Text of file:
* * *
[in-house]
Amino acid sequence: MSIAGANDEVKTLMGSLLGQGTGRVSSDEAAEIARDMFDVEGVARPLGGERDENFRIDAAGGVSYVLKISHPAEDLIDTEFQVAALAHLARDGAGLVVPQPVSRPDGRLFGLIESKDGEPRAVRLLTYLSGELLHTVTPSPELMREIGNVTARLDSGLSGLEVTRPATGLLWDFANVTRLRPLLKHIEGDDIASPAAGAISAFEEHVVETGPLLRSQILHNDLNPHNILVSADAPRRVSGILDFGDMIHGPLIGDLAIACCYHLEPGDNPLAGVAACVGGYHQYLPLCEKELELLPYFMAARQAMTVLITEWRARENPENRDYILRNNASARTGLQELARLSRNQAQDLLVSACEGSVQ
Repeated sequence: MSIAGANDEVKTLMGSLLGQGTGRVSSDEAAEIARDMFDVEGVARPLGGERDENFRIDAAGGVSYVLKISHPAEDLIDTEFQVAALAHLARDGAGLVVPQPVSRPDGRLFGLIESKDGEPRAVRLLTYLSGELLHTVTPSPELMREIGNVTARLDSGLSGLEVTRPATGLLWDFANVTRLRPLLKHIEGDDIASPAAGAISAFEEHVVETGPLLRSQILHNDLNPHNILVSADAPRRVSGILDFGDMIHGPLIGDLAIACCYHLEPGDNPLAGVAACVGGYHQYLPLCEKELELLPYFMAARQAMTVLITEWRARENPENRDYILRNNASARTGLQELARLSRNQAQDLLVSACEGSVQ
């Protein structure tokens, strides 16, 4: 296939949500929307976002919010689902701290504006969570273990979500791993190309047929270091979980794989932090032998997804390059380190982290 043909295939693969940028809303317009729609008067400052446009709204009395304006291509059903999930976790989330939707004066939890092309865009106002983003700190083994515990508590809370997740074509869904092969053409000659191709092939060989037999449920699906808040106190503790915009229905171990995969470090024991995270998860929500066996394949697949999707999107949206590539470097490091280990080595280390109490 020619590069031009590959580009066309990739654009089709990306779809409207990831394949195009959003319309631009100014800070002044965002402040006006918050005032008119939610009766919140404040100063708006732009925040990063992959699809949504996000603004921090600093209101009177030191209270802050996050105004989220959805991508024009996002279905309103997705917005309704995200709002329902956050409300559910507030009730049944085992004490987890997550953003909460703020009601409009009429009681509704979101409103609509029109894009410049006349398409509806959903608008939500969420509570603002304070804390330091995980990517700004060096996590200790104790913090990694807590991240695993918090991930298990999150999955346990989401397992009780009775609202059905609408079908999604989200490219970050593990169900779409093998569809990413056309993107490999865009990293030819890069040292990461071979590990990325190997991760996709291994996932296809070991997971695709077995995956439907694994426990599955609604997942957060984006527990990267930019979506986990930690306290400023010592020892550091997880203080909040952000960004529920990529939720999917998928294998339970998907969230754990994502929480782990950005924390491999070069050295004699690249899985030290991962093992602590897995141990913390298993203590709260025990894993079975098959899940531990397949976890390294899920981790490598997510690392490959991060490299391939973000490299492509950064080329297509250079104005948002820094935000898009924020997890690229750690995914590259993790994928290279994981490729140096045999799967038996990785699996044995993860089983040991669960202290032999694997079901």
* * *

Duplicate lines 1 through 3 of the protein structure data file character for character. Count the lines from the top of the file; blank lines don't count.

[in-house]
Amino acid sequence: MSIAGANDEVKTLMGSLLGQGTGRVSSDEAAEIARDMFDVEGVARPLGGERDENFRIDAAGGVSYVLKISHPAEDLIDTEFQVAALAHLARDGAGLVVPQPVSRPDGRLFGLIESKDGEPRAVRLLTYLSGELLHTVTPSPELMREIGNVTARLDSGLSGLEVTRPATGLLWDFANVTRLRPLLKHIEGDDIASPAAGAISAFEEHVVETGPLLRSQILHNDLNPHNILVSADAPRRVSGILDFGDMIHGPLIGDLAIACCYHLEPGDNPLAGVAACVGGYHQYLPLCEKELELLPYFMAARQAMTVLITEWRARENPENRDYILRNNASARTGLQELARLSRNQAQDLLVSACEGSVQ
Repeated sequence: MSIAGANDEVKTLMGSLLGQGTGRVSSDEAAEIARDMFDVEGVARPLGGERDENFRIDAAGGVSYVLKISHPAEDLIDTEFQVAALAHLARDGAGLVVPQPVSRPDGRLFGLIESKDGEPRAVRLLTYLSGELLHTVTPSPELMREIGNVTARLDSGLSGLEVTRPATGLLWDFANVTRLRPLLKHIEGDDIASPAAGAISAFEEHVVETGPLLRSQILHNDLNPHNILVSADAPRRVSGILDFGDMIHGPLIGDLAIACCYHLEPGDNPLAGVAACVGGYHQYLPLCEKELELLPYFMAARQAMTVLITEWRARENPENRDYILRNNASARTGLQELARLSRNQAQDLLVSACEGSVQ